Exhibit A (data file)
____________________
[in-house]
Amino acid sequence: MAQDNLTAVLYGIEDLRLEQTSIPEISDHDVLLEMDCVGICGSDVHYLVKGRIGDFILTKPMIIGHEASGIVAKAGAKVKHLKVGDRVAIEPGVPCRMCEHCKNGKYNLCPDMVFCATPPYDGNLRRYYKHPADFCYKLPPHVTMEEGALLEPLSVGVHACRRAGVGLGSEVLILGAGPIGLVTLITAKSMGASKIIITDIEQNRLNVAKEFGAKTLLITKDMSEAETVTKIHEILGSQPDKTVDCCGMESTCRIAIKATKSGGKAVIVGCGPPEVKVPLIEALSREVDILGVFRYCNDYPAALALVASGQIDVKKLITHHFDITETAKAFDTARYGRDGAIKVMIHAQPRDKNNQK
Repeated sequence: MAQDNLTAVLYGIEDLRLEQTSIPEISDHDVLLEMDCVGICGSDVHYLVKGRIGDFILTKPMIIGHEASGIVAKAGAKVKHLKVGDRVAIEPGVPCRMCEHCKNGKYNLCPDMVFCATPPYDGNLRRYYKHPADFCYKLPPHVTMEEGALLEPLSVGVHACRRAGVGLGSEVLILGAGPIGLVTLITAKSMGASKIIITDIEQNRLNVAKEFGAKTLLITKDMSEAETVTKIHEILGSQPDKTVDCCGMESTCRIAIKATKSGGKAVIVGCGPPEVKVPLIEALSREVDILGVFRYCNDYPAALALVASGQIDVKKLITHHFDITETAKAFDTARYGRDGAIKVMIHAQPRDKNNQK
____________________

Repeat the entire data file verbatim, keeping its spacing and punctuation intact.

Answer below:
[in-house]
Amino acid sequence: MAQDNLTAVLYGIEDLRLEQTSIPEISDHDVLLEMDCVGICGSDVHYLVKGRIGDFILTKPMIIGHEASGIVAKAGAKVKHLKVGDRVAIEPGVPCRMCEHCKNGKYNLCPDMVFCATPPYDGNLRRYYKHPADFCYKLPPHVTMEEGALLEPLSVGVHACRRAGVGLGSEVLILGAGPIGLVTLITAKSMGASKIIITDIEQNRLNVAKEFGAKTLLITKDMSEAETVTKIHEILGSQPDKTVDCCGMESTCRIAIKATKSGGKAVIVGCGPPEVKVPLIEALSREVDILGVFRYCNDYPAALALVASGQIDVKKLITHHFDITETAKAFDTARYGRDGAIKVMIHAQPRDKNNQK
Repeated sequence: MAQDNLTAVLYGIEDLRLEQTSIPEISDHDVLLEMDCVGICGSDVHYLVKGRIGDFILTKPMIIGHEASGIVAKAGAKVKHLKVGDRVAIEPGVPCRMCEHCKNGKYNLCPDMVFCATPPYDGNLRRYYKHPADFCYKLPPHVTMEEGALLEPLSVGVHACRRAGVGLGSEVLILGAGPIGLVTLITAKSMGASKIIITDIEQNRLNVAKEFGAKTLLITKDMSEAETVTKIHEILGSQPDKTVDCCGMESTCRIAIKATKSGGKAVIVGCGPPEVKVPLIEALSREVDILGVFRYCNDYPAALALVASGQIDVKKLITHHFDITETAKAFDTARYGRDGAIKVMIHAQPRDKNNQK